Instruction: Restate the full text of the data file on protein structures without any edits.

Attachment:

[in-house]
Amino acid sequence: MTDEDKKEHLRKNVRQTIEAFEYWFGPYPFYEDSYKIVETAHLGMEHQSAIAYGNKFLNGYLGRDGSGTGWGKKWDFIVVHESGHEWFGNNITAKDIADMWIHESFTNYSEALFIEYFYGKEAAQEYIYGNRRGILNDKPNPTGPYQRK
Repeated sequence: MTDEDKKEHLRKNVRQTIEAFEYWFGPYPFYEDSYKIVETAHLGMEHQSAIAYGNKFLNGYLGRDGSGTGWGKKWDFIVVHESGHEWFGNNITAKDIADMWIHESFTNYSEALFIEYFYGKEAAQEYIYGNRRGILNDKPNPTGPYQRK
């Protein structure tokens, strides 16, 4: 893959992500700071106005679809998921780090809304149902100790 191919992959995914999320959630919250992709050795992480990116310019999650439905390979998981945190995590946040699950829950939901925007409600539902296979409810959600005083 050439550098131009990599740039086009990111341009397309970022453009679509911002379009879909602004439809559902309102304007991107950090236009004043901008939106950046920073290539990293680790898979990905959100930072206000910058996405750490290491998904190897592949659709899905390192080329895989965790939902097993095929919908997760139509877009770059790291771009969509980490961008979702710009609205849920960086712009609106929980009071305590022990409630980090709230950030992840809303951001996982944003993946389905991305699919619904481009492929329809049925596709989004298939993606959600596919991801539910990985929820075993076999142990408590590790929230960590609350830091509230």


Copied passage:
[in-house]
Amino acid sequence: MTDEDKKEHLRKNVRQTIEAFEYWFGPYPFYEDSYKIVETAHLGMEHQSAIAYGNKFLNGYLGRDGSGTGWGKKWDFIVVHESGHEWFGNNITAKDIADMWIHESFTNYSEALFIEYFYGKEAAQEYIYGNRRGILNDKPNPTGPYQRK
Repeated sequence: MTDEDKKEHLRKNVRQTIEAFEYWFGPYPFYEDSYKIVETAHLGMEHQSAIAYGNKFLNGYLGRDGSGTGWGKKWDFIVVHESGHEWFGNNITAKDIADMWIHESFTNYSEALFIEYFYGKEAAQEYIYGNRRGILNDKPNPTGPYQRK
């Protein structure tokens, strides 16, 4: 893959992500700071106005679809998921780090809304149902100790 191919992959995914999320959630919250992709050795992480990116310019999650439905390979998981945190995590946040699950829950939901925007409600539902296979409810959600005083 050439550098131009990599740039086009990111341009397309970022453009679509911002379009879909602004439809559902309102304007991107950090236009004043901008939106950046920073290539990293680790898979990905959100930072206000910058996405750490290491998904190897592949659709899905390192080329895989965790939902097993095929919908997760139509877009770059790291771009969509980490961008979702710009609205849920960086712009609106929980009071305590022990409630980090709230950030992840809303951001996982944003993946389905991305699919619904481009492929329809049925596709989004298939993606959600596919991801539910990985929820075993076999142990408590590790929230960590609350830091509230």